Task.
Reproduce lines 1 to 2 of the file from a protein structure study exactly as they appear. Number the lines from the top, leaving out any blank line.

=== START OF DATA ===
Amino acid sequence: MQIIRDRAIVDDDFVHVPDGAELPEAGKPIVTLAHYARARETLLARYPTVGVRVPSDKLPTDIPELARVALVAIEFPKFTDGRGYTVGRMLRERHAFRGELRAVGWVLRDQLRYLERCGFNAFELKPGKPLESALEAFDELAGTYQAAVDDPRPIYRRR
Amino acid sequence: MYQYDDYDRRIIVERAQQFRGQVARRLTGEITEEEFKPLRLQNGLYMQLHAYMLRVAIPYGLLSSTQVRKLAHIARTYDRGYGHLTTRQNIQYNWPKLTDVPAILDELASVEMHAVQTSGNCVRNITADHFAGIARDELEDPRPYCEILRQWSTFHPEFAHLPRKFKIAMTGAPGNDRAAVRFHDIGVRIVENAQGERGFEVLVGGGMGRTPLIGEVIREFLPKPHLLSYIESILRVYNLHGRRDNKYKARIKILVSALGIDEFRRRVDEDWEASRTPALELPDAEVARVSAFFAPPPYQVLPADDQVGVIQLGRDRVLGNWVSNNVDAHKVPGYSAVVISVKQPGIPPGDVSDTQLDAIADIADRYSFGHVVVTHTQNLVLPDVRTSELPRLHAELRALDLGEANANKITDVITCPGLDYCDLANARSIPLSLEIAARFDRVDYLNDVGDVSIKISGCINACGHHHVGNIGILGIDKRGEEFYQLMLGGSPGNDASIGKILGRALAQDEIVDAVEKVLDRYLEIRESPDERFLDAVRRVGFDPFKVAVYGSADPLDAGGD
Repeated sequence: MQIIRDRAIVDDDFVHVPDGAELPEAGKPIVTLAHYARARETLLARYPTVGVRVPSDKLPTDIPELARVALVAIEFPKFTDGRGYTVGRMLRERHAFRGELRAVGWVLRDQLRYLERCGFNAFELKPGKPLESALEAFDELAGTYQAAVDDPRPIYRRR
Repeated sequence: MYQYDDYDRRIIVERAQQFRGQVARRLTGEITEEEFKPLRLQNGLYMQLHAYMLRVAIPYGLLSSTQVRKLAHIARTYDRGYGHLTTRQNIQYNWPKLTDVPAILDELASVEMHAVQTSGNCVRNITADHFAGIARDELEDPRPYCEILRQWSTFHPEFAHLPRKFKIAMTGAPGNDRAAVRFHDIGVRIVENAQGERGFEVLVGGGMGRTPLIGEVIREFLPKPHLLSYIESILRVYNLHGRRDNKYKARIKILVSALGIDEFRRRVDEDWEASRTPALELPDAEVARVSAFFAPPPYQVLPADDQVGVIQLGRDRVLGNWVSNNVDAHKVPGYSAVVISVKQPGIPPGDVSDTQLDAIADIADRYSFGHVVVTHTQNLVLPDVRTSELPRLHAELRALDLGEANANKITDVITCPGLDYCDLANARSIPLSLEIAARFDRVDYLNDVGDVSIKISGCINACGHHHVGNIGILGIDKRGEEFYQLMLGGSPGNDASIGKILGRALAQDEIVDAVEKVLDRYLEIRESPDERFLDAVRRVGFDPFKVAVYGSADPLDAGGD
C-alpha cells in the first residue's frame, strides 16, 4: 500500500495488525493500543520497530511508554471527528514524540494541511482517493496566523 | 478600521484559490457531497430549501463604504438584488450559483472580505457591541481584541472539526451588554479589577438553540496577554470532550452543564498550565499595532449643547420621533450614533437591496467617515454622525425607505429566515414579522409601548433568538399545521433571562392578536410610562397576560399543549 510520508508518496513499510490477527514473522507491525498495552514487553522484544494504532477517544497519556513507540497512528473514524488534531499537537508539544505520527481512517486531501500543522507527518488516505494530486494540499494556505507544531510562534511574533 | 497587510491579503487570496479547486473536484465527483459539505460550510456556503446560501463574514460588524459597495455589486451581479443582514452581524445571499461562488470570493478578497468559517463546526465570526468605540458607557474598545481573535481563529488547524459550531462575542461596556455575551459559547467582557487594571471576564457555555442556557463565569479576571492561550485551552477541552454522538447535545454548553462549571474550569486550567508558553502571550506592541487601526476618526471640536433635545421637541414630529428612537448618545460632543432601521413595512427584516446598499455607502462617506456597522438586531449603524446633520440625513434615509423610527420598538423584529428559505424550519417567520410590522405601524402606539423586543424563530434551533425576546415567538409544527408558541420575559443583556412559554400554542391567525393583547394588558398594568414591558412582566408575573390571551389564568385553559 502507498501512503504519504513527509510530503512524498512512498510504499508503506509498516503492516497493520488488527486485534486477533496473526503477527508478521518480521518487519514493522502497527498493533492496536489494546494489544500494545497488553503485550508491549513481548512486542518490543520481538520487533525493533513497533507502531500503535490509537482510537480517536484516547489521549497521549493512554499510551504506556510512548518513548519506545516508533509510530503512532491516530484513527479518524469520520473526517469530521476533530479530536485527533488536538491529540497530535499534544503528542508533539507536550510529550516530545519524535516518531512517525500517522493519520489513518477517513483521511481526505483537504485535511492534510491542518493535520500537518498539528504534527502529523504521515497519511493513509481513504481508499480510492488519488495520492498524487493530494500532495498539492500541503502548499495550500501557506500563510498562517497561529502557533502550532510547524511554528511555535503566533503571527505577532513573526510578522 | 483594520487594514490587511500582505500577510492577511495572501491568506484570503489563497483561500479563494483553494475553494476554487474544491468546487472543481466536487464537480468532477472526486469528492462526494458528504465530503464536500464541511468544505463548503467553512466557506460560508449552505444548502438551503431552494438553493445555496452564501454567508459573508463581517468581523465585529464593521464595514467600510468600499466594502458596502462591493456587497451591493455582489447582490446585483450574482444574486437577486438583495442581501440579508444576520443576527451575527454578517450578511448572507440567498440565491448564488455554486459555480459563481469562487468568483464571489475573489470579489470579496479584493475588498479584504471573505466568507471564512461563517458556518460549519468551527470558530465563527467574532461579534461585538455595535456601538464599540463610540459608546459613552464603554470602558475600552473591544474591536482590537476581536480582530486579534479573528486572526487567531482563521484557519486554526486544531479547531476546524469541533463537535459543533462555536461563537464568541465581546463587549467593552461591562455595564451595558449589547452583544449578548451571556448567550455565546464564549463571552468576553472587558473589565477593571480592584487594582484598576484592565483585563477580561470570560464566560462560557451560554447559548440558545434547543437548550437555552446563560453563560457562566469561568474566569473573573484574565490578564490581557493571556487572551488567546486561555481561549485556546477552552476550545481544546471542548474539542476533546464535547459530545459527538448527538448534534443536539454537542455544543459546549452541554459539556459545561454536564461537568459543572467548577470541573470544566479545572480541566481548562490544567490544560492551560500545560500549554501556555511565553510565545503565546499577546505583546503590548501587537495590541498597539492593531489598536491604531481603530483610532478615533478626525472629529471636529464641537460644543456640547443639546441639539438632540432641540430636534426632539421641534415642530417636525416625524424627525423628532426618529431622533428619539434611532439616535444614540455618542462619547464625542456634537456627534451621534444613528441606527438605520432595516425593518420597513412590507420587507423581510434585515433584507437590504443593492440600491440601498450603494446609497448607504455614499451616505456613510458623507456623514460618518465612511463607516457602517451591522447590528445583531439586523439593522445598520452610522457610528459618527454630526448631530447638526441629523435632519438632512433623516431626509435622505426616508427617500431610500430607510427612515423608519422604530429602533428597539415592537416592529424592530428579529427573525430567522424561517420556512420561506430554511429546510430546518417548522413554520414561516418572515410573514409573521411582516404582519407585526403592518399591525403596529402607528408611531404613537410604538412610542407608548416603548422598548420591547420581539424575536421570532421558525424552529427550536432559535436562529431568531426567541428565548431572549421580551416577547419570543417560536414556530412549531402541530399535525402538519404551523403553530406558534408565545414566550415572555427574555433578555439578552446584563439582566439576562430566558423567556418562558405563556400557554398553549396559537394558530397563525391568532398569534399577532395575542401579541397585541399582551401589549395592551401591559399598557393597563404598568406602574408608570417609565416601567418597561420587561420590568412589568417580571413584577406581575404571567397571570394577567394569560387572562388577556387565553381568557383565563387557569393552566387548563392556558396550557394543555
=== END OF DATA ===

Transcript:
Amino acid sequence: MQIIRDRAIVDDDFVHVPDGAELPEAGKPIVTLAHYARARETLLARYPTVGVRVPSDKLPTDIPELARVALVAIEFPKFTDGRGYTVGRMLRERHAFRGELRAVGWVLRDQLRYLERCGFNAFELKPGKPLESALEAFDELAGTYQAAVDDPRPIYRRR
Amino acid sequence: MYQYDDYDRRIIVERAQQFRGQVARRLTGEITEEEFKPLRLQNGLYMQLHAYMLRVAIPYGLLSSTQVRKLAHIARTYDRGYGHLTTRQNIQYNWPKLTDVPAILDELASVEMHAVQTSGNCVRNITADHFAGIARDELEDPRPYCEILRQWSTFHPEFAHLPRKFKIAMTGAPGNDRAAVRFHDIGVRIVENAQGERGFEVLVGGGMGRTPLIGEVIREFLPKPHLLSYIESILRVYNLHGRRDNKYKARIKILVSALGIDEFRRRVDEDWEASRTPALELPDAEVARVSAFFAPPPYQVLPADDQVGVIQLGRDRVLGNWVSNNVDAHKVPGYSAVVISVKQPGIPPGDVSDTQLDAIADIADRYSFGHVVVTHTQNLVLPDVRTSELPRLHAELRALDLGEANANKITDVITCPGLDYCDLANARSIPLSLEIAARFDRVDYLNDVGDVSIKISGCINACGHHHVGNIGILGIDKRGEEFYQLMLGGSPGNDASIGKILGRALAQDEIVDAVEKVLDRYLEIRESPDERFLDAVRRVGFDPFKVAVYGSADPLDAGGD